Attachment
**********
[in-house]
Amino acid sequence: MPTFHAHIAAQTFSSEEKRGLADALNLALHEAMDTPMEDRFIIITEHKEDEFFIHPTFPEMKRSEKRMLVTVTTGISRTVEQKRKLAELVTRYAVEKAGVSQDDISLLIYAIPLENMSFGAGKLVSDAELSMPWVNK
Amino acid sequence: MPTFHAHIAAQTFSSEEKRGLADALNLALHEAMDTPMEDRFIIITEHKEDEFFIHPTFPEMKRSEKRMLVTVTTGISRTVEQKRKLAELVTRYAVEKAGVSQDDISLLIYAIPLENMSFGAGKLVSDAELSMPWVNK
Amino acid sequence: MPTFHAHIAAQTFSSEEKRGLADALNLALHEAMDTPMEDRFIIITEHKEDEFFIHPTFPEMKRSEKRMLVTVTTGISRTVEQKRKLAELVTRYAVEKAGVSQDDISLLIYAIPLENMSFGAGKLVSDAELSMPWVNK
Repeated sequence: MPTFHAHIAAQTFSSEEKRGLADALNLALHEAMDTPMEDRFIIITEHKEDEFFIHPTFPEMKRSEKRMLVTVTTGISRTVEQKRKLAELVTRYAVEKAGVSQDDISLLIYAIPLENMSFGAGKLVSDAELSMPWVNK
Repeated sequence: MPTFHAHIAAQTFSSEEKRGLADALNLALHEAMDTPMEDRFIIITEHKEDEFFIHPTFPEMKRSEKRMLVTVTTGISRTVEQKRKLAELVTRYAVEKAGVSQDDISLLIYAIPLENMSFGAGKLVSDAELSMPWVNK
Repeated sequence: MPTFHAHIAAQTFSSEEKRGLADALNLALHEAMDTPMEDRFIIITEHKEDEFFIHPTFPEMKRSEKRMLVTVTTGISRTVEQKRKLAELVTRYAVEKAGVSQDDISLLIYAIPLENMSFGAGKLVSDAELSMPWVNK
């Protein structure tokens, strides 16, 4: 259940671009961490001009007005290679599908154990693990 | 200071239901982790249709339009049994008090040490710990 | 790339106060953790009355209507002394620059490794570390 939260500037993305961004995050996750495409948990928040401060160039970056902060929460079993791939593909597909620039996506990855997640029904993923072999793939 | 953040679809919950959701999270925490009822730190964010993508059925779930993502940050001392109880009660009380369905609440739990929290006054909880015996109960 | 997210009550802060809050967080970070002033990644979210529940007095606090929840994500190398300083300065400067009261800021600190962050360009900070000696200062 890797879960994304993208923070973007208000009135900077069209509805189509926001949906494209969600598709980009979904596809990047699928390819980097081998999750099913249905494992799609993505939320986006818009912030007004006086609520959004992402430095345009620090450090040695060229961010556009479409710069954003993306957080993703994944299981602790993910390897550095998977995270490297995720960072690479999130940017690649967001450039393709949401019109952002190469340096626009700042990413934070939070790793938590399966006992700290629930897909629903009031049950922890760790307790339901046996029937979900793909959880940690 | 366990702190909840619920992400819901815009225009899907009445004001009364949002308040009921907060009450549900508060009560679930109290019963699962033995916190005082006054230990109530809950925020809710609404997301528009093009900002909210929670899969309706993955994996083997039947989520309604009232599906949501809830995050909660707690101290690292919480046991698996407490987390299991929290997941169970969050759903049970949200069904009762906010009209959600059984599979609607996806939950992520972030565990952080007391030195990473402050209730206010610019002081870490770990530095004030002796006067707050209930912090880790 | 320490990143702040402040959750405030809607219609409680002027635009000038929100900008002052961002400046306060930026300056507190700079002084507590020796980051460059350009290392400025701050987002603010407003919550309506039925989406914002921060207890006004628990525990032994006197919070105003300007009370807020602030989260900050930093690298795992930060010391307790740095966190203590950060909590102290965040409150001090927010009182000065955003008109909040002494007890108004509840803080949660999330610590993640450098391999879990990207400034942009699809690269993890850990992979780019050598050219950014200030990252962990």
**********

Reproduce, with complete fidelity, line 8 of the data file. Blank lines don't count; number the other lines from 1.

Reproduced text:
């Protein structure tokens, strides 16, 4: 259940671009961490001009007005290679599908154990693990 | 200071239901982790249709339009049994008090040490710990 | 790339106060953790009355209507002394620059490794570390 939260500037993305961004995050996750495409948990928040401060160039970056902060929460079993791939593909597909620039996506990855997640029904993923072999793939 | 953040679809919950959701999270925490009822730190964010993508059925779930993502940050001392109880009660009380369905609440739990929290006054909880015996109960 | 997210009550802060809050967080970070002033990644979210529940007095606090929840994500190398300083300065400067009261800021600190962050360009900070000696200062 890797879960994304993208923070973007208000009135900077069209509805189509926001949906494209969600598709980009979904596809990047699928390819980097081998999750099913249905494992799609993505939320986006818009912030007004006086609520959004992402430095345009620090450090040695060229961010556009479409710069954003993306957080993703994944299981602790993910390897550095998977995270490297995720960072690479999130940017690649967001450039393709949401019109952002190469340096626009700042990413934070939070790793938590399966006992700290629930897909629903009031049950922890760790307790339901046996029937979900793909959880940690 | 366990702190909840619920992400819901815009225009899907009445004001009364949002308040009921907060009450549900508060009560679930109290019963699962033995916190005082006054230990109530809950925020809710609404997301528009093009900002909210929670899969309706993955994996083997039947989520309604009232599906949501809830995050909660707690101290690292919480046991698996407490987390299991929290997941169970969050759903049970949200069904009762906010009209959600059984599979609607996806939950992520972030565990952080007391030195990473402050209730206010610019002081870490770990530095004030002796006067707050209930912090880790 | 320490990143702040402040959750405030809607219609409680002027635009000038929100900008002052961002400046306060930026300056507190700079002084507590020796980051460059350009290392400025701050987002603010407003919550309506039925989406914002921060207890006004628990525990032994006197919070105003300007009370807020602030989260900050930093690298795992930060010391307790740095966190203590950060909590102290965040409150001090927010009182000065955003008109909040002494007890108004509840803080949660999330610590993640450098391999879990990207400034942009699809690269993890850990992979780019050598050219950014200030990252962990």